These houses built into the sandstone rock at Kinver were the last occupied troglodyte dwellings in England. The tiered homes were occupied for more than 200 years.
At their height, it’s likely that as many as 11 families occupied the various cave houses. None of the Holy Austin Rock Houses had running water or electricity, even after these commodities became commonplace in the average household. These fascinating houses were abandoned in the 1960s and were sealed off from the public for many years.
When funds were raised for them to be restored, commencing in 1992, it was a massive and ambitious undertaking due to the disrepair into which the houses had fallen. The National Trust completed the restoration in sections over the years.
There are now two houses open to the public. One represents the Victorian period and the other the 1930s. The detail and attention give visitors an excellent feeling for what it would have been like to live in these surprisingly spacious and cosy rock homes.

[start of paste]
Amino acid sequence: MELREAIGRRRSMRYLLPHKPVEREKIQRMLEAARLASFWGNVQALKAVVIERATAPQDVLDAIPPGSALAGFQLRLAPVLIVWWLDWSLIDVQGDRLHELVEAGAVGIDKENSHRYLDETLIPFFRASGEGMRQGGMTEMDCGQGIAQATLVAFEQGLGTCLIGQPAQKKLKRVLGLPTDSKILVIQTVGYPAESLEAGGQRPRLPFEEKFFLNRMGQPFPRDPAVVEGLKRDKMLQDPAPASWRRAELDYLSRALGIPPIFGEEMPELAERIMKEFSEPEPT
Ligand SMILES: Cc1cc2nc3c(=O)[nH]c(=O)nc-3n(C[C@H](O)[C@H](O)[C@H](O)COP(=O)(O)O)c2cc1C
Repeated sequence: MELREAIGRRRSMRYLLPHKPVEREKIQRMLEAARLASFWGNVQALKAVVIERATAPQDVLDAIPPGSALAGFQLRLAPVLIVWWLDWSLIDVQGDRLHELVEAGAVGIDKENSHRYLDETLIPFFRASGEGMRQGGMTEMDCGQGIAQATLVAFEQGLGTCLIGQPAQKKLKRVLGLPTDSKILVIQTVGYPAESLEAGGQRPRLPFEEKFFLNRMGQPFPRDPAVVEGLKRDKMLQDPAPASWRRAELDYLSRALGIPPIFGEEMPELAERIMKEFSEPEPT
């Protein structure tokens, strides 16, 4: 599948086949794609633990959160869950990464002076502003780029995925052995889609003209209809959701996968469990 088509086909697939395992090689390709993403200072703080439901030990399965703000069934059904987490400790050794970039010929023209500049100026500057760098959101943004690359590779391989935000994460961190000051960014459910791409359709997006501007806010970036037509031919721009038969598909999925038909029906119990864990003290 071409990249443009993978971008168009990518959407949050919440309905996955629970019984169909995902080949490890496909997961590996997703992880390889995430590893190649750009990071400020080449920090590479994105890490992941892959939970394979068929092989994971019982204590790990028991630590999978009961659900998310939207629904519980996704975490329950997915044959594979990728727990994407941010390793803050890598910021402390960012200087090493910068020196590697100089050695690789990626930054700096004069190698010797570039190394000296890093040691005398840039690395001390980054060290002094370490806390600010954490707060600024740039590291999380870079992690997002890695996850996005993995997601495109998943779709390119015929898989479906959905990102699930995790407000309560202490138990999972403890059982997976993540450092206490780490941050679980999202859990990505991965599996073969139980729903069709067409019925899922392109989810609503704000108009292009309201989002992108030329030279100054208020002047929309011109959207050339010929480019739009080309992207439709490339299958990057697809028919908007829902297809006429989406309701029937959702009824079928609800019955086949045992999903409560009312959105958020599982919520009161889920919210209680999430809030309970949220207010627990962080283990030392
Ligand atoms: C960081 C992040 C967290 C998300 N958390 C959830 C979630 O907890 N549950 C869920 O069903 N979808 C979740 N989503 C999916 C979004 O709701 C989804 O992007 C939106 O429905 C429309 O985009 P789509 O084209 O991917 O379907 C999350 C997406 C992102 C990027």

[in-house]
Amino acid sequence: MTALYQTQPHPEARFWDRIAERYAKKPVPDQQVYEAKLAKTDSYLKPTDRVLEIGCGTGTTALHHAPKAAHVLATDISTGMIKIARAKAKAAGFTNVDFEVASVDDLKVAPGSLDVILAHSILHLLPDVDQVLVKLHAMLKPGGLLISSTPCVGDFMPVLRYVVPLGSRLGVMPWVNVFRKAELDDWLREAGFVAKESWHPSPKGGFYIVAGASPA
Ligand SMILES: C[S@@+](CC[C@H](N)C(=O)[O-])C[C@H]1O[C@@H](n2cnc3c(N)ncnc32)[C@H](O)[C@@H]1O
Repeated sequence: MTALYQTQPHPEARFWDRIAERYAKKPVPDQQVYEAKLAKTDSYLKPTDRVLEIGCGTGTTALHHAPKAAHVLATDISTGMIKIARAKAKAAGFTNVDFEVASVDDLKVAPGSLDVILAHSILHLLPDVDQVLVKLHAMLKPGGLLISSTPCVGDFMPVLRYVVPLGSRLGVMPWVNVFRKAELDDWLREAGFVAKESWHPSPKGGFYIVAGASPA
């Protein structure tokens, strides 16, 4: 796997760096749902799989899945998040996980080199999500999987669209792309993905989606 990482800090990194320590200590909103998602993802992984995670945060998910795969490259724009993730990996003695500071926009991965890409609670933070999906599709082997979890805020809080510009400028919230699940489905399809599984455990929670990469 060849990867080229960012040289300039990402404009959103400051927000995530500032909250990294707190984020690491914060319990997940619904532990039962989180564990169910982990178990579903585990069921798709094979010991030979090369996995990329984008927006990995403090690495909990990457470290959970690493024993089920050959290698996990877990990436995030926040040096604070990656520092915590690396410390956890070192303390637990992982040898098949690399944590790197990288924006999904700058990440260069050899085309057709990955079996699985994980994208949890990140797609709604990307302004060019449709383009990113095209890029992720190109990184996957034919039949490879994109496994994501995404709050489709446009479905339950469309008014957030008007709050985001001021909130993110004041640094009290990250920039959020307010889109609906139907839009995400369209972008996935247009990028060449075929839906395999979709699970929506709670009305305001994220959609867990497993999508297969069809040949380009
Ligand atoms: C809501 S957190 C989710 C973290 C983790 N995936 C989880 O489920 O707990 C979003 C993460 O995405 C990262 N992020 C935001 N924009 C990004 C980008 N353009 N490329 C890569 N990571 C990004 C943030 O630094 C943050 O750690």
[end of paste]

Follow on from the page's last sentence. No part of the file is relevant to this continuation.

There is also a museum and the all-important National Trust tearoom, both also occupying space carved out of the sandstone. The tearoom uses the area that was run as a tearoom by the Reeves family, who lived in the rock houses until the 1930s.
It has been suggested that these rock houses served as the inspiration for Tolkien’s Hobbit holes. Tolkien never confirmed this, but given that he lived in nearby Birmingham and mentioned that he was inspired by much of the Midlands, it seems likely that these unusual houses could have sparked his imagination.
Know Before You Go
Parking for the Rock Houses is in a nearby lay-by on Compton Road. Kinver Edge and the Rock Houses are free for National Trust members. There are several way-marked walks around Kinver Edge, accessible from the Rock Houses. The path to the tearoom and toilets is steep, and may not be suitable for visitors with reduced mobility. There are volunteers on hand to answer any questions that these houses may provoke.
Open 10 am to 4 pm, Thursday to Sunday.